A plethora of adjustments is confusing and can be adverse if adjusted wrongly. Ideally they should be avoided as far as is possible.
Chair designers place emphasis on variability and adjustability for greater comfort.
“One size does not fit all. The amazing diversity of human form requires a chair that can adapt to different shapes and proportions as well as different heights and weights.”
The variability of the torso shown in these body types is mainly due to the soft tissues. There is surprisingly little variability in the underlying supporting skeleton of the torso. A greater understanding of spinal anatomy shows that variation occurs at the periphery – the long (limb) bones and the neck.
Adjustments should be avoided, as far as possible, except for the head and feet and possibly height of seat. As variation in size of the skeleton of a human torso is not great except for the soft tissues and to the long (limb) bones there is no need for variability to be built into the chair parts that support the torso. With most chairs these are adjusted into the wrong position! This flies in the face of chair designers who are searching for the Holy Grail of infinite adjustability an entirely misplaced endeavour and merely another example of ‘familiarity bias’. If a manufacturer prefer a plethora of adjustments, although increasing costs and degrading the green footprint, this does not entirely negate the 2T principles. Although as far as possible, adjustments should be avoided, the footrest position must adjust to leg-length.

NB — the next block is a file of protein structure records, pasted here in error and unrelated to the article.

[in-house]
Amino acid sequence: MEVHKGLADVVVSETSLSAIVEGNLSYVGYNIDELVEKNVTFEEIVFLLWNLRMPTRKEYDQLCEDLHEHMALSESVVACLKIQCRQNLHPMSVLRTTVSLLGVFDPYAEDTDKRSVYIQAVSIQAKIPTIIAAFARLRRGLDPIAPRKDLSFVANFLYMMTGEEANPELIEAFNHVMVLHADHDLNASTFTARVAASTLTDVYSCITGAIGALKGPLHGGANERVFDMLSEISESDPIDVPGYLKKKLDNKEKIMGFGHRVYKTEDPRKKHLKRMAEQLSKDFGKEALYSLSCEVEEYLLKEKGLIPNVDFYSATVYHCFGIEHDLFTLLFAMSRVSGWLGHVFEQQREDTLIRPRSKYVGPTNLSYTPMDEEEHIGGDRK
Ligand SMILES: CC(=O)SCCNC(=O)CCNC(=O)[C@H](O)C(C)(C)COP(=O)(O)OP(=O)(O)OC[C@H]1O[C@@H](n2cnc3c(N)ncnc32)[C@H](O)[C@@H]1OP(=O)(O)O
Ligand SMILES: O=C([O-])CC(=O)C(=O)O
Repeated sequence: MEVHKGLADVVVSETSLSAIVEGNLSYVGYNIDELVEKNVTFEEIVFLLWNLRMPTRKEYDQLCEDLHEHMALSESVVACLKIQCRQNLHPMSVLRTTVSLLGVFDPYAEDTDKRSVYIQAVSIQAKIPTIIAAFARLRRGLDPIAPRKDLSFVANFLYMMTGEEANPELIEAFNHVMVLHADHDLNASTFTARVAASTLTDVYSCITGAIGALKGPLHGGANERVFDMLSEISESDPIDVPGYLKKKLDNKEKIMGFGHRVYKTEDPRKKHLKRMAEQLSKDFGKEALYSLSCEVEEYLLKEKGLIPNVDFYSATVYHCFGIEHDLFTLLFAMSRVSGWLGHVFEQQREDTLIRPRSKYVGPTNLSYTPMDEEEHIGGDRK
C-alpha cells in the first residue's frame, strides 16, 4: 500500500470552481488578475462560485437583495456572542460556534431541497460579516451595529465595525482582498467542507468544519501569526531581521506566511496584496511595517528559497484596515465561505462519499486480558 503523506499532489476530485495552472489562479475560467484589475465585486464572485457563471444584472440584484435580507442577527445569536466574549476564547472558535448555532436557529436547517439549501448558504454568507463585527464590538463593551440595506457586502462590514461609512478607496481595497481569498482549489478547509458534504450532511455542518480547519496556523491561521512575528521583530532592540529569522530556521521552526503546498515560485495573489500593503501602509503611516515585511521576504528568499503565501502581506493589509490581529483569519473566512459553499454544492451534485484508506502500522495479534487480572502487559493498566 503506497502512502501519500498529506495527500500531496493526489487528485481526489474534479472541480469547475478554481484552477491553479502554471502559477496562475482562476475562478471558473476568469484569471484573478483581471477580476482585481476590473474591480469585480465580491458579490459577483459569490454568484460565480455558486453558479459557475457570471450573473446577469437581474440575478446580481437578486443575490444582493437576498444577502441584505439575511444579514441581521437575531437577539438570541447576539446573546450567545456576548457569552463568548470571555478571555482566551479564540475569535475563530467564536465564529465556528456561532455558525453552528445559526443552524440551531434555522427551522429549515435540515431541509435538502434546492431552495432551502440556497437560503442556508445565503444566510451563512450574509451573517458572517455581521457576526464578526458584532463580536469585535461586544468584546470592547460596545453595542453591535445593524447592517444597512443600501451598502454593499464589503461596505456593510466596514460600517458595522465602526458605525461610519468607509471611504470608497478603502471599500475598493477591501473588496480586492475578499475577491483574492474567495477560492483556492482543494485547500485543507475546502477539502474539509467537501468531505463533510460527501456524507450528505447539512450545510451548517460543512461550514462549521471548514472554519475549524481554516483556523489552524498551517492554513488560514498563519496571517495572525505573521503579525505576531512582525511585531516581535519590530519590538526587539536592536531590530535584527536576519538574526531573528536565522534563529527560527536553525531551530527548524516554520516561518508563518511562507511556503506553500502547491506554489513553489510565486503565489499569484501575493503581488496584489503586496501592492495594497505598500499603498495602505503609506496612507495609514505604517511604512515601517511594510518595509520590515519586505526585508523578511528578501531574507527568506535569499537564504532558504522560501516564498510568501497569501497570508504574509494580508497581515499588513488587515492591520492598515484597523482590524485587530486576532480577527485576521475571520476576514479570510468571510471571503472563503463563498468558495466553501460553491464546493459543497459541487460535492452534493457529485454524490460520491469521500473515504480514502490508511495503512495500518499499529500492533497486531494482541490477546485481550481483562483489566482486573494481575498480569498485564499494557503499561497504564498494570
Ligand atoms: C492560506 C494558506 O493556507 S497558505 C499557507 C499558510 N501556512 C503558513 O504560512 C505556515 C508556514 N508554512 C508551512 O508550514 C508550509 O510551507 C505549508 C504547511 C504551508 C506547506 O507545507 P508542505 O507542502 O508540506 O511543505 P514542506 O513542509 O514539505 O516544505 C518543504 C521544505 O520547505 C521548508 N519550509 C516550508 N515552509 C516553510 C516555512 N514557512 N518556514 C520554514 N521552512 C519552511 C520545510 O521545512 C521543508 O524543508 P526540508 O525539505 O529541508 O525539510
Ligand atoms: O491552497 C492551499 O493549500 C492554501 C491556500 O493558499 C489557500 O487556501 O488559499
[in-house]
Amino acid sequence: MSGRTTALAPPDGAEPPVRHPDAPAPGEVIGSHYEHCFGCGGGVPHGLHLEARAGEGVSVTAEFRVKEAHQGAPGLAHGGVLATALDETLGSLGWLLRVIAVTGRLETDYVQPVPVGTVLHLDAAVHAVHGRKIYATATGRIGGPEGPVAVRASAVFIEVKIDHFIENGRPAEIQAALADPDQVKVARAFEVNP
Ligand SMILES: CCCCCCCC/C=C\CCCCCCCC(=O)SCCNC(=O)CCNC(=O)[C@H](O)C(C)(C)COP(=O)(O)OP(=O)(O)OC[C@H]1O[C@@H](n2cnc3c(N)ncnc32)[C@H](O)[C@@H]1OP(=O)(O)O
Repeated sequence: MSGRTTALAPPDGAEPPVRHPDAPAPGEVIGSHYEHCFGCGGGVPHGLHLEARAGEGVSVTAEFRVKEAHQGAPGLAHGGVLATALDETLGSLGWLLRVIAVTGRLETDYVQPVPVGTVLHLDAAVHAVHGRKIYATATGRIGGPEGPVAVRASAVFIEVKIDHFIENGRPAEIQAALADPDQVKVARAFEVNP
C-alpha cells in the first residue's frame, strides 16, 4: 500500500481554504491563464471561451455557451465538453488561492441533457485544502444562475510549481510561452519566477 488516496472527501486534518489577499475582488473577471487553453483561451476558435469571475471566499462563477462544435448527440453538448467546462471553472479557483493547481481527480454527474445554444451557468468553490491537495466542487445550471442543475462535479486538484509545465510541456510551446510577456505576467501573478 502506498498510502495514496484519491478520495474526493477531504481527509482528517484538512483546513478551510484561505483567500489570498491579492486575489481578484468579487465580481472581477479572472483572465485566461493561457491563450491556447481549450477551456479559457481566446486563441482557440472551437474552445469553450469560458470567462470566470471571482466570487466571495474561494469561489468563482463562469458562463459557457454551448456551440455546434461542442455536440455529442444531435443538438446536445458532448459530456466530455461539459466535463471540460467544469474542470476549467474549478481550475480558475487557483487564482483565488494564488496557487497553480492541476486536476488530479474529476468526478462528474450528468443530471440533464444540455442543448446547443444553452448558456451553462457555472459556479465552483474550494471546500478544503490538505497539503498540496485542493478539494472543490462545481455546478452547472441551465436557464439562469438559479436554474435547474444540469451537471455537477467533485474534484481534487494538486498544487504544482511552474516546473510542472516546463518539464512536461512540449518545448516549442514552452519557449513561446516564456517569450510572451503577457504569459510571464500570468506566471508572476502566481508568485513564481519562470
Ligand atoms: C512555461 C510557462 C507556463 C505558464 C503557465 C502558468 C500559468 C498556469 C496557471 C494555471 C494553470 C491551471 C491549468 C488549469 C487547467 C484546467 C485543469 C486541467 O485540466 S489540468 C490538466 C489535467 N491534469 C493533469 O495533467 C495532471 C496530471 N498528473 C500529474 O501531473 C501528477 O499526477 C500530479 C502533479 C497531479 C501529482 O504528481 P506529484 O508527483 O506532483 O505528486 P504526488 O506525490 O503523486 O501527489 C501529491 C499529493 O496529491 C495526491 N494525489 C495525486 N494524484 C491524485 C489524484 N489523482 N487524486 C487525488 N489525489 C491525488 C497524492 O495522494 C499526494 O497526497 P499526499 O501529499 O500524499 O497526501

A number of adjustments can be scrapped. They make the whole system confusing and fiddly, not to mention, expensive. As shown under the 2T concept the only adjustments required with an anatomically correct design are for the length of the foot-rest, the height of the seat, and vertically and A-P for the head-rest. Other adjustments should be viewed with scepticism and not as an advantage. `Scrapping adjustment controls would make any chair more friendly to the user. Win-Win for everyone including office managers! Manual adjustments are equivalent to double declutching in motoring. Days long past! Misconceived regulations may constrain this concept in some respects but can usually be circumvented.
3D printing in the manufacturing of a 2T chair would allow a ‘ bespoke, tailor-made’ version for individual users and is particularly relevant for those with ‘special needs’.
Variation at the head and neck
In the reclined mode a line of sight to the desk top is required which must accomodate axial variations in neck length and a degree of cervical flexion. The last can be obtained by reducing the reclination to a more upright configuration which loses some bio-mechanic advantage. The upper lumbar/thoracic kyphosis can safely be increased as it spans some 14 joints. The thoracic joints, splinted by the ribs, is regarded as unable to flex but may be able to achieve about 5° overall and more at the upper lumbar joints. This increase in flexion allows less cervico-thoracic flexion to ensure a horizontal line of sight.
The adjustment for the head-support should be at a lower thoracic level which would allow flexion to extend over these extra joints. It has an added advantage by ensuring a correct level for support of the shoulder girdle.
With a FTS in the upright mode the headrest becomes redundant.